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How Do You Solve a Problem Like Hurricane Maria?

Benjamin Fliegel


  • Climate change is causing massive upheaval in the property insurance industry.
  • The Federal Insurance Office announced a proposal to collect data from property and casualty insurers.
  • The office is assessing climate-related financial risk across the United States.
How Do You Solve a Problem Like Hurricane Maria?
Weeraa via iStock

The greenhouse effect is not only changing global temperatures, but it is also changing how insurance regulators are thinking about risks arising from environmental catastrophes. The summer of 2022 had four separate 1-in-1,000-year rainstorms across the West and Midwest, including in Death Valley—the driest place in North America. Surprisingly, this year was also the 10th driest on record. There were 15 disasters through September that each created over $1 billion in damages. All but one of the costliest tropical storms to hit the U.S. occurred in the past 20 years, with five of the top seven occurring in the past five years.

Climate change is causing massive upheaval in the property insurance industry. In Florida, one of the epicenters of climate risk due to its position at the end of Hurricane Alley, insurers are leaving the market in droves, with many carriers declaring insolvency. Meanwhile, the carriers that do stay have been asking homeowners to pay significantly higher premiums for the same coverage. As property coverage is a condition of most mortgages, homeowners have little choice but to pay.

On October 18, 2022, the U.S. Department of the Treasury’s Federal Insurance Office (FIO) announced a proposal to collect data from property and casualty insurers at the ZIP Code level to assess climate-related financial risk across the United States. This action follows Executive Order 14030, calling for the FIO to “assess, in consultation with States, the potential for major disruptions of private insurance coverage in regions of the country particularly vulnerable to climate change impacts.” The FIO’s proposal raises a critical question: what will the Federal Government actually do with this information?

Since the McCarran-Ferguson Act of 1945, Congress has delegated to the states the authority to regulate the “business of insurance.” While Congress could rescind this delegation to create a federal regulatory framework, it has shown little-to-no interest in undertaking such a monumental effort.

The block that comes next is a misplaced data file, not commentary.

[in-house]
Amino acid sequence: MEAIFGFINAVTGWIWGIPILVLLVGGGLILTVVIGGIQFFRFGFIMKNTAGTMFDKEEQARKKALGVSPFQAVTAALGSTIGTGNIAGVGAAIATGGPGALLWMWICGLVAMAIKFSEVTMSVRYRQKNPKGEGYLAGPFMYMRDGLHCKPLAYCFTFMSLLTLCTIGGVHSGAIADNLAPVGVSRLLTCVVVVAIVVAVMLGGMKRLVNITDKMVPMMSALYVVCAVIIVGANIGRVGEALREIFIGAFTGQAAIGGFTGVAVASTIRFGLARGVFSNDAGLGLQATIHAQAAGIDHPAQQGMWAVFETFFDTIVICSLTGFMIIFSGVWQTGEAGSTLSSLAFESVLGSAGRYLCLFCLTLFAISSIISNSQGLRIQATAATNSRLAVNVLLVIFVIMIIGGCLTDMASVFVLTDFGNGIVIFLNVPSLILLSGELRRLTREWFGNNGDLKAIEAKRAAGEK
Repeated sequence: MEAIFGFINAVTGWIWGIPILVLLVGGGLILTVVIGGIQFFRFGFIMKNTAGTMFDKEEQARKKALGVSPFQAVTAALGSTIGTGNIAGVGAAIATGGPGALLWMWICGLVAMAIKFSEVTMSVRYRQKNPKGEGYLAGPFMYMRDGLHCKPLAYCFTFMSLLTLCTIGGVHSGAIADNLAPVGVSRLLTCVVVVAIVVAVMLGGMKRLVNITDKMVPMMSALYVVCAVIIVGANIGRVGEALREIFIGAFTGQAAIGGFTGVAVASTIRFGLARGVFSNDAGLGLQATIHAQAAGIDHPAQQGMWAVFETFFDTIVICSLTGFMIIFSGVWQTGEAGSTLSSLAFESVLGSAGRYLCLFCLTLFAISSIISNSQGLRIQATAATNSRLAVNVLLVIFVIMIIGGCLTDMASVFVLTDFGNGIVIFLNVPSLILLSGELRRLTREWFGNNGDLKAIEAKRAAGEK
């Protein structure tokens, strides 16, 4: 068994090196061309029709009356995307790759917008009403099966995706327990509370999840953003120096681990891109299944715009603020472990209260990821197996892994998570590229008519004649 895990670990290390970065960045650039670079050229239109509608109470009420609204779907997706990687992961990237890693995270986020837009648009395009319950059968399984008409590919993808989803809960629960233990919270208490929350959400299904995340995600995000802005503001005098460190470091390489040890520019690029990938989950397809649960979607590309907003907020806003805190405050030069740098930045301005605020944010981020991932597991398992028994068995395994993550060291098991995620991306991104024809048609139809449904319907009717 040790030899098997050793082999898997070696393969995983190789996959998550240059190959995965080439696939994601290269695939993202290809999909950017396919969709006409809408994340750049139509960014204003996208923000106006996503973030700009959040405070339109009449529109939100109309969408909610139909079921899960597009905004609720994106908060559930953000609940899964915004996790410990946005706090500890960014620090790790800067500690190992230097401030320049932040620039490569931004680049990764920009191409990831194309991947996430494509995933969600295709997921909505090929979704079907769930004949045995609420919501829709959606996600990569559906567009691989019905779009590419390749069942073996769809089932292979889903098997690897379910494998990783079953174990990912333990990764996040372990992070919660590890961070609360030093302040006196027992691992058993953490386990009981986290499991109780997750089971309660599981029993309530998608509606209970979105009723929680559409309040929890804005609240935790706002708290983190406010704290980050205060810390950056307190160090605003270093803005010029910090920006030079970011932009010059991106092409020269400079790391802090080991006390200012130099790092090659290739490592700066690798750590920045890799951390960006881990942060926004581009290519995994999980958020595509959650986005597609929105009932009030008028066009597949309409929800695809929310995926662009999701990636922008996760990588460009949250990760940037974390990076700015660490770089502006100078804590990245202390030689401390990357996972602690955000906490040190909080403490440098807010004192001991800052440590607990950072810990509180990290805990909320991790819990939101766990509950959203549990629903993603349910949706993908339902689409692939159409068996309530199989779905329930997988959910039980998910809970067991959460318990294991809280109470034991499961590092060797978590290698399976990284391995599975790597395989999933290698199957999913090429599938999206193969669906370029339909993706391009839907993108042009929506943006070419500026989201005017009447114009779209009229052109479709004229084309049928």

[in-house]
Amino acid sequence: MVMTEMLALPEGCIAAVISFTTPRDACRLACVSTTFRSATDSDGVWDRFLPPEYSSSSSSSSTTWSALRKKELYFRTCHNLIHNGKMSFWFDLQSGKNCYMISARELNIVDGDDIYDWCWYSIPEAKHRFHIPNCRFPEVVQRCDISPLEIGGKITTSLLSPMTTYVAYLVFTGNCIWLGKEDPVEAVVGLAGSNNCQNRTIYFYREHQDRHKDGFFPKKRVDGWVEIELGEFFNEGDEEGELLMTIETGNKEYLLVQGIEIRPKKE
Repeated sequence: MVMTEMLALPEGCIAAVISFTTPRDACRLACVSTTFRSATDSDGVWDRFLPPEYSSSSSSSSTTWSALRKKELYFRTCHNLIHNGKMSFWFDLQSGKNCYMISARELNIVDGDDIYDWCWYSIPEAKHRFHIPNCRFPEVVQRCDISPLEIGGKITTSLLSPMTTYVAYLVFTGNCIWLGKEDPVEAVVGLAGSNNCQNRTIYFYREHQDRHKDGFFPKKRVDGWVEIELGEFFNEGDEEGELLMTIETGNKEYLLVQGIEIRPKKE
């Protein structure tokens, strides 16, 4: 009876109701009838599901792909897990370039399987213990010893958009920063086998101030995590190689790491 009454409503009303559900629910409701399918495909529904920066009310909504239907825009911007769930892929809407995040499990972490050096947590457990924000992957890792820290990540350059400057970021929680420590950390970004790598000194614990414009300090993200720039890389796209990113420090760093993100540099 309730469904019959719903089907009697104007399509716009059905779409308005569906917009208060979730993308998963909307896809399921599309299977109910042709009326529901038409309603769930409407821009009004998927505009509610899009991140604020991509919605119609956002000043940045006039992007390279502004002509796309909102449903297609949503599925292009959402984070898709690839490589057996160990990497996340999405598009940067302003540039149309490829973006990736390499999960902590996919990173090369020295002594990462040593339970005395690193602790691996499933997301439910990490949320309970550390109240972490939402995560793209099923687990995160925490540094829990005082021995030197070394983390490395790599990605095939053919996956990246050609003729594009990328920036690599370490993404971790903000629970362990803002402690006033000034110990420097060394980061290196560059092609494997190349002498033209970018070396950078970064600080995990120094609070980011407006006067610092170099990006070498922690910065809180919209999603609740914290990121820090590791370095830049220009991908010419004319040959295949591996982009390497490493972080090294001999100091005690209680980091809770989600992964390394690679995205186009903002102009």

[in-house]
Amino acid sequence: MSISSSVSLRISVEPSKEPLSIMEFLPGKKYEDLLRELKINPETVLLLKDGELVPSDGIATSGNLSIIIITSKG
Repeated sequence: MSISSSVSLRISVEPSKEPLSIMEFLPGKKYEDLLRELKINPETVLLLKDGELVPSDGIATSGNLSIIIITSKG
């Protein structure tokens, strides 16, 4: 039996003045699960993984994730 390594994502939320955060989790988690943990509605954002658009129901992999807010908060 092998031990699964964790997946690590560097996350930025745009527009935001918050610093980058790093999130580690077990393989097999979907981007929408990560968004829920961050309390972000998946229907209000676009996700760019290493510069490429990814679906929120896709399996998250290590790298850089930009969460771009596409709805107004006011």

Instead, in 2010 Congress created the FIO to advise the Secretary of the Treasury on major domestic and international insurance policy issues. Created as part of the Dodd–Frank Wall Street Reform and Consumer Protection Act, the FIO has authority to monitor the insurance industry for gaps in regulation that could contribute to a systemic crisis in the insurance industry or the U.S. financial system; monitor access to affordable insurance products by traditionally underserved communities and consumers, minorities, and low- and moderate-income persons; and consult with States regarding insurance matters of national importance and prudential insurance matters of international importance. Importantly, one of its key functions is to collect and analyze insurance industry data and issue reports to serve its primary functions.

This is welcome news for everyone trying to address these risks. The increasing frequency and severity of climate disasters is not a risk that any single state regulator can effectively assess. The results of the FIO’s final report should provide critical information to allow state regulators to find and address coverage gaps in regions where climate catastrophes are most likely to strike.

Perhaps this report will catalyze action in Congress. The federal government has historically stepped in to re-underwrite national risks similar to those precipitated by climate change. Most recently in 2002, following the al-Qaeda terrorist attacks in New York and Washington D.C., Congress passed the Terrorism Risk Insurance Act to fill coverage gaps created by carriers’ exits. Similarly, flood and crop insurance has been overseen and subsidized by the federal government for decades.

We will see whether the FIO report will ultimately spur federal action on shared climate losses. But the data collected by the FIO is a necessary first step to ensure that homeowners are not left footing the bill for the next $100-plus billion hurricane that will inevitably hit.